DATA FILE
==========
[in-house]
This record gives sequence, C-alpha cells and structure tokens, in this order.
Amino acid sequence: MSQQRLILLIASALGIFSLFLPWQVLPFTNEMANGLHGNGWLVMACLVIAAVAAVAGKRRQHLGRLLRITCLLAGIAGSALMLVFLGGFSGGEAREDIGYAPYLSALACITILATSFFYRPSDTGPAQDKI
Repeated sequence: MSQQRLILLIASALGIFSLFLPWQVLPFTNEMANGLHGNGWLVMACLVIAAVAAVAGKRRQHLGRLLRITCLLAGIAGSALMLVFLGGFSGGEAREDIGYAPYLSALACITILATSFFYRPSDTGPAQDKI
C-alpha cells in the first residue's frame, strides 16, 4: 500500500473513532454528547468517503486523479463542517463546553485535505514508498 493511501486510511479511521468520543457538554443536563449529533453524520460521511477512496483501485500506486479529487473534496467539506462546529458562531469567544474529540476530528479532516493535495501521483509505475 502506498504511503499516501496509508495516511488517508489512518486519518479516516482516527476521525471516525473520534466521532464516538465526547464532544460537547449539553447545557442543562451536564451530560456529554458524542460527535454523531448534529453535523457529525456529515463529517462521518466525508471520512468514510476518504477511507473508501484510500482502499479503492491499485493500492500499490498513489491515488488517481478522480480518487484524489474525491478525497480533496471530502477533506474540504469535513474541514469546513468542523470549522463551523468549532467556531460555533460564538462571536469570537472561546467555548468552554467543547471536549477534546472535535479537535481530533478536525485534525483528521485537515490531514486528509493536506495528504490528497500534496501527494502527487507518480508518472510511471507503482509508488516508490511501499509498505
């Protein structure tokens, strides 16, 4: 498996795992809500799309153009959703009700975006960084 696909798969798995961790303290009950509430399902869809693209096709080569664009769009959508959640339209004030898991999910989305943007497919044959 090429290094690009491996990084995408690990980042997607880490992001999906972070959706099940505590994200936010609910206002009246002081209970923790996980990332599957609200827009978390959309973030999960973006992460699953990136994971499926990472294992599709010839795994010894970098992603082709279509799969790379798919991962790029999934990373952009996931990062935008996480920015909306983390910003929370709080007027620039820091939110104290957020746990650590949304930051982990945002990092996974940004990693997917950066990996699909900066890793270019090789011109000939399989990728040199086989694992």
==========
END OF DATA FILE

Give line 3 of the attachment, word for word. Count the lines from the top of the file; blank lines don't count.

Amino acid sequence: MSQQRLILLIASALGIFSLFLPWQVLPFTNEMANGLHGNGWLVMACLVIAAVAAVAGKRRQHLGRLLRITCLLAGIAGSALMLVFLGGFSGGEAREDIGYAPYLSALACITILATSFFYRPSDTGPAQDKI